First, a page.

Q - What message would you want to give to young people who want to write but maybe feel too scared to, or ‘not good enough’ to?


 


A – There is no ‘not good enough’ when you begin writing. You can write as much as you like and you don’t need to show it to anyone. If you write about what interests you or how things make you feel, and the more you do it, you’ll grow in confidence. And try not to change the way you speak. Write as you talk and think. You don’t need to ‘put on a voice.’ Be you. We could all write the same story but they’ll all be different if we all write as ourselves. So, I’d say, practice writing and being you.


At the same time, read, whether it’s comics, novels, factual books, or listening to songs, audio stories, snatches of conversations, things people tell you. Watch people, observe the world around you. What do you like? What do you hate?


And when and only if you’re ready, show your writing to someone you trust. And try to take any criticism as constructive. We grow through feedback, if you look at it factually and decide whether you agree or not, rationally. This is something we learn to do.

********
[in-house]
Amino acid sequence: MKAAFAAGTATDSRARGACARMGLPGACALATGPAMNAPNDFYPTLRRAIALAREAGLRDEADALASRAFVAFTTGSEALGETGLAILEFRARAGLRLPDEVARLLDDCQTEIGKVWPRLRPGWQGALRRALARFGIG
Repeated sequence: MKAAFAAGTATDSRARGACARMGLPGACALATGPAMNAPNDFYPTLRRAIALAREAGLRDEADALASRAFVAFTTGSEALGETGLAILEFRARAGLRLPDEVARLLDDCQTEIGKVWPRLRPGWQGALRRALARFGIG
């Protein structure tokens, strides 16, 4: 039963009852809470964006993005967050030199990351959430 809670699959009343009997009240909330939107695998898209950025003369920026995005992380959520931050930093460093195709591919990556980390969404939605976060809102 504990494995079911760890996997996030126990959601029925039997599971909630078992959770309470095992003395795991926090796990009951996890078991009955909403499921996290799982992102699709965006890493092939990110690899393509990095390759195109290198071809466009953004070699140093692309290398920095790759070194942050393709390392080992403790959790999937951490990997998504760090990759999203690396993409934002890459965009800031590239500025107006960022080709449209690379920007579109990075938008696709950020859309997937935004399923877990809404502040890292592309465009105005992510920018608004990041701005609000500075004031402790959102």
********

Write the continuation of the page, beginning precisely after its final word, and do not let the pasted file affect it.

Writing is like most things, the more you do it, the more you relax and the better you become at finding the words that will express what you want to say.  So, take off the judgement hat and let yourself be you and write and enjoy it.


Of course, there are technical rules and suggestions about structure and format, many of which you can find online, but first, find out who you are in your writing. Write as you think and speak about things that matter to you.


Use all your senses and write about everything in your heart and around you, in your world without forgetting you have an imagination. What do you dream about? Let that imagination fly!


 


Q - Parting words?


 


A – Happy reading and writing. If you have any questions, about Jiddy Vardy, writing, anything, please get in touch. And if you want to be a writer, then the very best of luck. Keep writing, exploring and expressing who you are. That’s the most important thing – finding out who you are, however long it takes.


 


Many thanks,


Ruth


 


 


 

0 Comments on Interview with Ruth Estevez

Please Login or Register to leave a comment